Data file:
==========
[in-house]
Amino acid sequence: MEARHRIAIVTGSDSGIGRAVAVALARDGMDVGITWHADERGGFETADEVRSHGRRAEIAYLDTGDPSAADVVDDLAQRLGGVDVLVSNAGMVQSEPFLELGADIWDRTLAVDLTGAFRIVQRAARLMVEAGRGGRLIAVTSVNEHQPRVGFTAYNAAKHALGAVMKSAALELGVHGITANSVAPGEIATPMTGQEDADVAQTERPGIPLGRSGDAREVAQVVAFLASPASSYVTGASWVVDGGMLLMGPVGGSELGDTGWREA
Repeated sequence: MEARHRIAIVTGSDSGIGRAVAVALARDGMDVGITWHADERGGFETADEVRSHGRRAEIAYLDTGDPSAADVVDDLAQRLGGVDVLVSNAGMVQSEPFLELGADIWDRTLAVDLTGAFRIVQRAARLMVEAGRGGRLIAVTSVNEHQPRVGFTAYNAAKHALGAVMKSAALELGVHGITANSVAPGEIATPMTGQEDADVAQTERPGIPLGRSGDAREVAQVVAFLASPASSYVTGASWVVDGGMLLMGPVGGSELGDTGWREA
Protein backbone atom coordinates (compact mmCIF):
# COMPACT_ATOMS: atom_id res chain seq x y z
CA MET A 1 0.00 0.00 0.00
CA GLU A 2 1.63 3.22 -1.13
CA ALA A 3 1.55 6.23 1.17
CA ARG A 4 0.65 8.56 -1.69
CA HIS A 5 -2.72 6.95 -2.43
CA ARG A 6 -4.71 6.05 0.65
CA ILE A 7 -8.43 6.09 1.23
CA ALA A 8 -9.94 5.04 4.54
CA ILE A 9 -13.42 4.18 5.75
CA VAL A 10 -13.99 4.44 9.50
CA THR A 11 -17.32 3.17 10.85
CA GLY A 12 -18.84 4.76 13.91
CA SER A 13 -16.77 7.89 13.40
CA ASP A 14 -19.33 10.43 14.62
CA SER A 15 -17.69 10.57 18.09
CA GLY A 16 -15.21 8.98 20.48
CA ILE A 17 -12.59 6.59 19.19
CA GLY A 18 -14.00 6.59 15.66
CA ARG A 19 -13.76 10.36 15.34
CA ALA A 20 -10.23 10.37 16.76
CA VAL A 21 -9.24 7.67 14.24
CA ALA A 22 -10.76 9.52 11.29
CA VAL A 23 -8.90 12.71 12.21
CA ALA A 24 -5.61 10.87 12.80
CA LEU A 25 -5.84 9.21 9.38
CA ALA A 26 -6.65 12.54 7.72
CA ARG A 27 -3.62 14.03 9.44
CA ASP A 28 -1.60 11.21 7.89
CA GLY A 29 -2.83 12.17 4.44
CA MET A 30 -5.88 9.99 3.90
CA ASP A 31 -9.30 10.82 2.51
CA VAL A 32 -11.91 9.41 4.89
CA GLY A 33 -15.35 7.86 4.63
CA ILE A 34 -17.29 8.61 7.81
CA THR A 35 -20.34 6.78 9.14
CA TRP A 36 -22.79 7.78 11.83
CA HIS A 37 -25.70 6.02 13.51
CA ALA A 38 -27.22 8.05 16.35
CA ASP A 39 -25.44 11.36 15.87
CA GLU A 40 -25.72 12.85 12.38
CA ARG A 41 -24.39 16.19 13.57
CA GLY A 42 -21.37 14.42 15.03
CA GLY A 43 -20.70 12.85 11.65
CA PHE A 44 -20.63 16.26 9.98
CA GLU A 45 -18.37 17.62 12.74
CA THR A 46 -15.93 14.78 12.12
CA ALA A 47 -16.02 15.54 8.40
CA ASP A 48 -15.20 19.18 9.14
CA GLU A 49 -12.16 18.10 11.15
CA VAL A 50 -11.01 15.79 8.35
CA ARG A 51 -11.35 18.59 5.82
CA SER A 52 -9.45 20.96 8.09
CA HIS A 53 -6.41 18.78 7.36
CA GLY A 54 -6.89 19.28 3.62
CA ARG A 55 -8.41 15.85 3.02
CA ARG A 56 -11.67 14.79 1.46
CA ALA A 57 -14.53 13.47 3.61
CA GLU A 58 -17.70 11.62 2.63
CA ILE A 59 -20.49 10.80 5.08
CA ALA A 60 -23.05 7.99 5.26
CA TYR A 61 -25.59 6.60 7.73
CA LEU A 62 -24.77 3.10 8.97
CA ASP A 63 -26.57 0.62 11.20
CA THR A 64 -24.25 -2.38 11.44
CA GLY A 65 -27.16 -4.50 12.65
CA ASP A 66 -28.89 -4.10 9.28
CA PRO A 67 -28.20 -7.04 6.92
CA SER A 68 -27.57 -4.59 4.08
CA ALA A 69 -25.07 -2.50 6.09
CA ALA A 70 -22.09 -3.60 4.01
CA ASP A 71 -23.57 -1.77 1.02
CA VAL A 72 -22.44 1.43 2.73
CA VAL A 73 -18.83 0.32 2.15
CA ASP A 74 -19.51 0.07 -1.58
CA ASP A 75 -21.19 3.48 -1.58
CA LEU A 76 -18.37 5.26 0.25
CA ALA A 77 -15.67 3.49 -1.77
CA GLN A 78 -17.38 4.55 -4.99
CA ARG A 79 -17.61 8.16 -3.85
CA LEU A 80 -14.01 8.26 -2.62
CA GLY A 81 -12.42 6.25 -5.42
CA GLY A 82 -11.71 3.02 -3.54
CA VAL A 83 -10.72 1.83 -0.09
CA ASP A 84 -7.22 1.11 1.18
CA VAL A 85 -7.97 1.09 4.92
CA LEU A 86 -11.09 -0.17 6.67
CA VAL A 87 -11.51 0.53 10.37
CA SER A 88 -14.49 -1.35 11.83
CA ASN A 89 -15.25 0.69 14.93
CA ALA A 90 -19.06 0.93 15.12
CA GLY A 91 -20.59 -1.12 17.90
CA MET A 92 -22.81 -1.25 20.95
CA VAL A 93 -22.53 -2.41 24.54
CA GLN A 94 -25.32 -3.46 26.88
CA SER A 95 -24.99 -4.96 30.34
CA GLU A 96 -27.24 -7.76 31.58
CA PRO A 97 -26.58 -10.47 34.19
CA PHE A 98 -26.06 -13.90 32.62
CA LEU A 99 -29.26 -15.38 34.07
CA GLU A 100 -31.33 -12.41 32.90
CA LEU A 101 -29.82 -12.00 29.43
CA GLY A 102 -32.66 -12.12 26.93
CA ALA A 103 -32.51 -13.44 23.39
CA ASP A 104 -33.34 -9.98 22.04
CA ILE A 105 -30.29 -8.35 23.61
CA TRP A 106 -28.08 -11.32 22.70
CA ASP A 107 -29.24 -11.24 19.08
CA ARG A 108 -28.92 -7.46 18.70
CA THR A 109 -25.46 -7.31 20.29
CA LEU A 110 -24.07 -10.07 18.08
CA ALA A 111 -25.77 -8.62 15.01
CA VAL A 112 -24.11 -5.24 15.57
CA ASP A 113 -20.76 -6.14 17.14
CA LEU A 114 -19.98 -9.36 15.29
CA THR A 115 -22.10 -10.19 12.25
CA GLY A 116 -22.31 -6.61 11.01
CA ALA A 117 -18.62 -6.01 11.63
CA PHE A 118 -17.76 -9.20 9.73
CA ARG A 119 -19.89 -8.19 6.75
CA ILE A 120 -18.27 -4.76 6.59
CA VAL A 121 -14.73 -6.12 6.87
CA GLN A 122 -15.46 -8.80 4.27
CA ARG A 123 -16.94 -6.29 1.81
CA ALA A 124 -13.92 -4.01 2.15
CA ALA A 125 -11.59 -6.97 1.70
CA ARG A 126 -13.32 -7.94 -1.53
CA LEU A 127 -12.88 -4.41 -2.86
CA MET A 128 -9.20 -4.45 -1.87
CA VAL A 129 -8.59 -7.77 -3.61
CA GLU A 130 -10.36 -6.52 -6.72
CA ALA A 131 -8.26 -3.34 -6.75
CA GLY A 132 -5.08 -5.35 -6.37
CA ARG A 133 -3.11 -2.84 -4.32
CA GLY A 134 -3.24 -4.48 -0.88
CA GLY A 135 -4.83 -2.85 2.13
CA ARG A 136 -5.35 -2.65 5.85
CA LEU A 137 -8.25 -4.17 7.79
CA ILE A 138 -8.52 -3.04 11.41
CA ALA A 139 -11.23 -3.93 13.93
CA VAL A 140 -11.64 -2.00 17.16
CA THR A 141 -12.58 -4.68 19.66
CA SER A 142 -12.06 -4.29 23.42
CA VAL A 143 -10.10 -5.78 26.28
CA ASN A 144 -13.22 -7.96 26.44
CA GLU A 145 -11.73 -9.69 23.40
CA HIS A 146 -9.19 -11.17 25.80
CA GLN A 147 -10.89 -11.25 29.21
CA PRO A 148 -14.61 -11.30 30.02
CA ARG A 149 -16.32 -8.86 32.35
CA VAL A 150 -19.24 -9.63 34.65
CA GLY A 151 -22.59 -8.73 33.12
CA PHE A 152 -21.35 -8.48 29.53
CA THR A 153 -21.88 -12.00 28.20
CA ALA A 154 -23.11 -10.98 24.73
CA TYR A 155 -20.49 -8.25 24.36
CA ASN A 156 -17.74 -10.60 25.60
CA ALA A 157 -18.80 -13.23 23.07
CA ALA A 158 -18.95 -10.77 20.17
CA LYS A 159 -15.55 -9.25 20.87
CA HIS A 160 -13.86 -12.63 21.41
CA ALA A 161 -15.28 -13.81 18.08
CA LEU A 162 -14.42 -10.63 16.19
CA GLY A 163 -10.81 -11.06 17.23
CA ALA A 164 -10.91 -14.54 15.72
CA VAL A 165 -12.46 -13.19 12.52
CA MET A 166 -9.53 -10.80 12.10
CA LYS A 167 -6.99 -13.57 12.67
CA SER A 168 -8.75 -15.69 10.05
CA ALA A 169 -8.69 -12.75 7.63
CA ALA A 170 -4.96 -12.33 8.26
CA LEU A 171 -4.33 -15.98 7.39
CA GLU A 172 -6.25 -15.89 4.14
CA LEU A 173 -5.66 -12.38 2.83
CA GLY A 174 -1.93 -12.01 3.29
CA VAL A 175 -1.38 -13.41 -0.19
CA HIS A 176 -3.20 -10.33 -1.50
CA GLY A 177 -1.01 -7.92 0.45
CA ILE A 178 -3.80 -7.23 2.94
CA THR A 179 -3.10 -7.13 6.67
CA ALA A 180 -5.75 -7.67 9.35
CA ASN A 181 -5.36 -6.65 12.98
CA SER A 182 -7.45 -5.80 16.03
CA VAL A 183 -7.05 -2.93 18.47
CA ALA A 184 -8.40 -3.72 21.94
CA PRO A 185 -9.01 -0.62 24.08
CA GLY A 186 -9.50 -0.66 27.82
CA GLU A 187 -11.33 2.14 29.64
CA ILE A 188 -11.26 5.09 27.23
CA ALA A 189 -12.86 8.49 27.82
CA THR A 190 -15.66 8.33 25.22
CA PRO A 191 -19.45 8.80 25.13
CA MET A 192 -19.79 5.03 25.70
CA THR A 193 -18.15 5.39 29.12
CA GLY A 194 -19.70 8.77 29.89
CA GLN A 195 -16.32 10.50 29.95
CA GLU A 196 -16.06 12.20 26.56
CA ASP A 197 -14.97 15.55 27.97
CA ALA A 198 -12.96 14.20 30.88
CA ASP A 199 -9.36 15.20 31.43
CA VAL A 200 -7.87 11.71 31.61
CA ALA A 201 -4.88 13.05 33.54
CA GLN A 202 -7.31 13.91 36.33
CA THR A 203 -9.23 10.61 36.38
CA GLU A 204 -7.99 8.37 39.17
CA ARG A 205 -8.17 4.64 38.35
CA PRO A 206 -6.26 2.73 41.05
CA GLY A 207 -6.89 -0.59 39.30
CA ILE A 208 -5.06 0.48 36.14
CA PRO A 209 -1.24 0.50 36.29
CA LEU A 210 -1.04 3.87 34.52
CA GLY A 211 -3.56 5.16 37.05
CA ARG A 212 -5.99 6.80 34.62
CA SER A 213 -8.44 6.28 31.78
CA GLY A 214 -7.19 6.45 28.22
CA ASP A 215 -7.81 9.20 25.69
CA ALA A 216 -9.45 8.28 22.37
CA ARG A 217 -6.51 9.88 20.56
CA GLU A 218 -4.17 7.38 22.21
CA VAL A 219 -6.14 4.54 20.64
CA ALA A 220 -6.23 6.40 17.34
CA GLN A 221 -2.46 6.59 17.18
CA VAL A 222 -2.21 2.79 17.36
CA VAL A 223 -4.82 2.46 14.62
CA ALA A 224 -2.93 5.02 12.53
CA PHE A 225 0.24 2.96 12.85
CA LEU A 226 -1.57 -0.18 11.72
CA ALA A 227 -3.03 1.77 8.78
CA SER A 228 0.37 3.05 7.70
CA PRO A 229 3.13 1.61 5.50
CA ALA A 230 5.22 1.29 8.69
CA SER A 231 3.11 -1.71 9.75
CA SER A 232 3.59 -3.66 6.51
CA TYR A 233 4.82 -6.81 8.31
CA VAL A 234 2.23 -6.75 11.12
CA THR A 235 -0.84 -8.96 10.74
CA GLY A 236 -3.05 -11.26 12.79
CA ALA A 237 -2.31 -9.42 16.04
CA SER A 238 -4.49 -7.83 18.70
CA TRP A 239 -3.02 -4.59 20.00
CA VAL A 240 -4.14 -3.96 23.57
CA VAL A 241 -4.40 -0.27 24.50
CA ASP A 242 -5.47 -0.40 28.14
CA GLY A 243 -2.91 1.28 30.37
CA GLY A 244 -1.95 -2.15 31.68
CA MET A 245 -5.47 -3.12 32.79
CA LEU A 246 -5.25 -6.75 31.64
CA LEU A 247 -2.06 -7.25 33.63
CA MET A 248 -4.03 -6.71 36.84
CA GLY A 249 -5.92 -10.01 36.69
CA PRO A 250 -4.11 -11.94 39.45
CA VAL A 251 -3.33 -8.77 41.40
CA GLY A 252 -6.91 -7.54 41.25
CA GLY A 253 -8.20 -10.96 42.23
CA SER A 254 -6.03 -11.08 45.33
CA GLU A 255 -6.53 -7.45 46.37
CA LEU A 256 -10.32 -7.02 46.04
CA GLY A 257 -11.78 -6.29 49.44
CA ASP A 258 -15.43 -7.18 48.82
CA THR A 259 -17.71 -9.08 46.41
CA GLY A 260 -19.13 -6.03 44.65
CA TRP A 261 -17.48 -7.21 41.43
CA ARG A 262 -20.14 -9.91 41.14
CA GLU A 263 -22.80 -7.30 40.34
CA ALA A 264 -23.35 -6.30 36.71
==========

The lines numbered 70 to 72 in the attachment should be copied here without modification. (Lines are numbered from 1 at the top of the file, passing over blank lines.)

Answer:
CA GLY A 65 -27.16 -4.50 12.65
CA ASP A 66 -28.89 -4.10 9.28
CA PRO A 67 -28.20 -7.04 6.92